In 2013 J.T. Sport opened another store in Valleyfield. Tucker recalls his neighbor’s warning words: “You won’t make money there for at least 15 years,” but, he says, “We did pretty good.” However, they were robbed twice. “The first robbery was $10,000 worth of stuff and the second one was $8000.” Tucker started sleeping in the store because he kept getting calls from the alarm company. “If anything in the store flutters, like a piece of paper falls to the ground, the alarm goes off – it’s very nerve wracking,” he adds. “It just wasn’t worth the work,” he concludes; he closed the Valleyfield store in 2020.

Selling and repairing

Tucker has no schooling and is self-taught, and yet there is little that he cannot repair. When asked what drew him to repair, he laughs: “I bought a motorcycle. When it broke, it made me crazy! I wanted to go riding. I learned before my friends how to fix my motorcycle, to tinker with it and experiment with it. If you understand internal combustion engine theory, then you can fix anything. You get really good at something if you do a lot. We sharpen a lot of chainsaws, and we fix a lot of chainsaws; you learn all the time.”

Tucker describes a chainsaw engine: “It’s a single-cylinder, two-stroke engine; it’s the simplest engine you can get. But people find them extraordinarily hard to work on. I don’t know why.” Over the years these engines have not really changed. “There are too many people in the industry, and they all cut prices. It makes it hard to do repairs. The price of parts has gone up, so sometimes it’s not worth fixing them.”

Battery-powered small engines are a relatively new thing. “It seemed to start with the EGO lawnmowers. There is room for batteries, but people are predicting the demise of the internal combustion engine. It’s not going to happen,” Tucker says.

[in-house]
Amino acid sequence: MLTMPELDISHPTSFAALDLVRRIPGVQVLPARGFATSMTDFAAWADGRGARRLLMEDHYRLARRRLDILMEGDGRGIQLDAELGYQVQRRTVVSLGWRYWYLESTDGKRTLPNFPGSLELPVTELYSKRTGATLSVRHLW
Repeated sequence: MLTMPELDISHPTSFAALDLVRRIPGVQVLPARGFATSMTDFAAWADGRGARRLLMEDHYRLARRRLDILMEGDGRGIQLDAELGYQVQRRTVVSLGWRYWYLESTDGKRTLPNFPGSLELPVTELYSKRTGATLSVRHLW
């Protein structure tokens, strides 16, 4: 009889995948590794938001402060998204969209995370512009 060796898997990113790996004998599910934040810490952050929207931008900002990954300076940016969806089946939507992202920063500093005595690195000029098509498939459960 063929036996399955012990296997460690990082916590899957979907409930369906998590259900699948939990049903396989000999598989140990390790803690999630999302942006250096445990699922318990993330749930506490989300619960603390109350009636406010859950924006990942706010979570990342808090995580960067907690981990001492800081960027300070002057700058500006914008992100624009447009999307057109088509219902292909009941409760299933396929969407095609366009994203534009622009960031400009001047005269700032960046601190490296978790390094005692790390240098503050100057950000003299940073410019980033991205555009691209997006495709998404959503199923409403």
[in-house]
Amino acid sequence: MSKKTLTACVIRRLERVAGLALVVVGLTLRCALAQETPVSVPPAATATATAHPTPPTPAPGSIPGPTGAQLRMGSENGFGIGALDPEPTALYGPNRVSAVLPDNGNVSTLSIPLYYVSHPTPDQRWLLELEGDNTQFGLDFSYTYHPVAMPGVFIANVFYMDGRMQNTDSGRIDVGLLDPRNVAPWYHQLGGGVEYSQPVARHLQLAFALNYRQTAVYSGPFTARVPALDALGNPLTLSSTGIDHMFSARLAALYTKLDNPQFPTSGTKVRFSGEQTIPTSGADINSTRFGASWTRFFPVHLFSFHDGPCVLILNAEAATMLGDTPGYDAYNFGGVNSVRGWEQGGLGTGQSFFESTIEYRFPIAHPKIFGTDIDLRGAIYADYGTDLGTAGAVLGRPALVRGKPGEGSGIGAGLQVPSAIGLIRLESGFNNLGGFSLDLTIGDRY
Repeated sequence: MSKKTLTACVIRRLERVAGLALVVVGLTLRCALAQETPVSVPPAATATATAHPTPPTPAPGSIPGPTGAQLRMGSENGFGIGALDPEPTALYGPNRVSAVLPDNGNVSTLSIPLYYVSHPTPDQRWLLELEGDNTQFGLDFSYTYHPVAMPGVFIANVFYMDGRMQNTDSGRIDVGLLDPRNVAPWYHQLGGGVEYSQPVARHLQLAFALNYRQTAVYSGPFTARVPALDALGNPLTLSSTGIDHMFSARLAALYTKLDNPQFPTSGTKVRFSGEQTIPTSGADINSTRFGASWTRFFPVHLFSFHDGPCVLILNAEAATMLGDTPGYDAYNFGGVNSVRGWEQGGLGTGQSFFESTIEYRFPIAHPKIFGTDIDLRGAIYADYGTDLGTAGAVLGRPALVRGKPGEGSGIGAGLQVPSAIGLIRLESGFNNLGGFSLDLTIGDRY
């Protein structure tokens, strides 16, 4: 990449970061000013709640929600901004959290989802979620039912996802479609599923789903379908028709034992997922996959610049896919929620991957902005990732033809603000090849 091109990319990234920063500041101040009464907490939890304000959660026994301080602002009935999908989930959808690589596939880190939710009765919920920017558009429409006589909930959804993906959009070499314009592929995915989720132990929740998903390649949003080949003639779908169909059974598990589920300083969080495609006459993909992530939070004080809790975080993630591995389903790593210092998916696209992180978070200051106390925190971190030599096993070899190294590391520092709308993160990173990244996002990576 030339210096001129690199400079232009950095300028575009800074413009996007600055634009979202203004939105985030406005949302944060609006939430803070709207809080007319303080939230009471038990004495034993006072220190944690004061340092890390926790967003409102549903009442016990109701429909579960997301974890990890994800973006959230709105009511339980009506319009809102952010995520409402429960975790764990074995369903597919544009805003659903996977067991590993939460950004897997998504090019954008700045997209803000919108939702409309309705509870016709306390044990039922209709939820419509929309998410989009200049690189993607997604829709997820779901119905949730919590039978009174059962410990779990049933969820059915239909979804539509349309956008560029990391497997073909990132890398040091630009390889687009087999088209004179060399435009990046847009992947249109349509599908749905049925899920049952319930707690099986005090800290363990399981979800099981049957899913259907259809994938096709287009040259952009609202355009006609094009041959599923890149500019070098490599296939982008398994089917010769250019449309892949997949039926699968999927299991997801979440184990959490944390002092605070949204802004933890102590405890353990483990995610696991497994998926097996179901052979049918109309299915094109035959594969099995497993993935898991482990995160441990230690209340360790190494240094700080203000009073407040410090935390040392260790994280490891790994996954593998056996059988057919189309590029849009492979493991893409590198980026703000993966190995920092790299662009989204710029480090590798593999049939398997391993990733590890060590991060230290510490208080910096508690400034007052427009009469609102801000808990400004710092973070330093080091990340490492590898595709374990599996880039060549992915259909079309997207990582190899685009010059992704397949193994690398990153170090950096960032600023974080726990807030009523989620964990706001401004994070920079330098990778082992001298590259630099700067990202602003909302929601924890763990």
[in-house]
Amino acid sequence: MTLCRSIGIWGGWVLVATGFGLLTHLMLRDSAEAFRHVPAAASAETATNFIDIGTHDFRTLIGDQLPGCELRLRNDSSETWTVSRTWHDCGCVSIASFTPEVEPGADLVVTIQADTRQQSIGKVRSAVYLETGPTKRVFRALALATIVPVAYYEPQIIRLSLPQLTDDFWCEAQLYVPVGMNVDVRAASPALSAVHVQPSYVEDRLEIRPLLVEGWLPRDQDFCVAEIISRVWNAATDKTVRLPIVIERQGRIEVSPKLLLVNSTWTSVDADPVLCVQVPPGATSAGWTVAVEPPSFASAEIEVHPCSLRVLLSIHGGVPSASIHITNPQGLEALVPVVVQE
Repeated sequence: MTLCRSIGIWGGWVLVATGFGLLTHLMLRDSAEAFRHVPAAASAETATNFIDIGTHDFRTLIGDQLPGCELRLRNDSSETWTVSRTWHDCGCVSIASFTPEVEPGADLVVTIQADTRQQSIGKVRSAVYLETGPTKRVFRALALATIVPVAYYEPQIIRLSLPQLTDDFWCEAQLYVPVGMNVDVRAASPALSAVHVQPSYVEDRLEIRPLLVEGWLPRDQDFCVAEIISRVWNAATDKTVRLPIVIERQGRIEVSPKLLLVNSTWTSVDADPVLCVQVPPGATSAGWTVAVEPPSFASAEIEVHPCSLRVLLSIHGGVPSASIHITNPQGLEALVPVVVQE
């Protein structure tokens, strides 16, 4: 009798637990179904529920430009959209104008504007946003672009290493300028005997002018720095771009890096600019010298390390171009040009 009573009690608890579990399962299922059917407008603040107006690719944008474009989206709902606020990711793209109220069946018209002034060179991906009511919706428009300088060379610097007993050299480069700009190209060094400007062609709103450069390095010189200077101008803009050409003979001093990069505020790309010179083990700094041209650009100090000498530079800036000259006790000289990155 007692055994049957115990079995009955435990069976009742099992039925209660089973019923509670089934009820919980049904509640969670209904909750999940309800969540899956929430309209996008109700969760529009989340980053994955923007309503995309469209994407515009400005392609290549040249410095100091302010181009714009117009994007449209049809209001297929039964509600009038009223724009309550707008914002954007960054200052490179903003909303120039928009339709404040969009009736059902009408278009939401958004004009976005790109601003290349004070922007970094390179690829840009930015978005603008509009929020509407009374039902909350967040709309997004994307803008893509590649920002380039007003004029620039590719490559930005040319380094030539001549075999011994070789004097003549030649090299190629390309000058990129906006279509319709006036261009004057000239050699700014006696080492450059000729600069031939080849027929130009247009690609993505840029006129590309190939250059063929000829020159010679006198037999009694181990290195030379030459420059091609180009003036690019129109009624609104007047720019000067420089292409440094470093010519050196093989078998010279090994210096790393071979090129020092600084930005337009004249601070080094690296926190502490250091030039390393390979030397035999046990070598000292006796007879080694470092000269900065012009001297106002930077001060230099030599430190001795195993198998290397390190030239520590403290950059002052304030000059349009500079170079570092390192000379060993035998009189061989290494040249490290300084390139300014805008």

He says the biggest change to his business is the lack of personal service from suppliers. “It used to be we had a good sales representative come here. A sales rep would come by on a Friday night at about seven o’clock, and we would sit down together and have supper, and would book maybe $175,000 to $250,000 worth of tractors. We used to have good salesmen. Now, I don’t recognize them when they come in, because I haven’t seen them in so long. We have no more personal service.” Today, they place their orders themselves. “The companies are terribly bureaucratic; they set it up so they don’t have to speak to you. … The personal interaction is not there any longer,” he laments.

Tucker hopes to retire one day and work on his 25 British racing motorcycles. His preference is motor cross racing. Although he stopped doing competitions in 2014, he is usually involved in the annual motorcycle events that take place at Centaur Farms in Ormstown. He has worked with his friend, Eric Pritchard, on these events for 11 years.

For now, Tucker’s day starts early and the store opens at 8 a.m. People saunter in without appointments. “People just show up,” he says. When there is a rush, repairs can take two or three weeks, but they try to fix farmers’ equipment faster.

May is the busiest time for Tucker and his crew, as people bring out all their garden stuff and discover that it doesn’t work. In recent years chainsaw repairs have overlapped repairs for lawn equipment. Tucker states with pride: “If we have a strong point, it’s that we have everything and we have lots. If you need something, you just come in and we have got it.”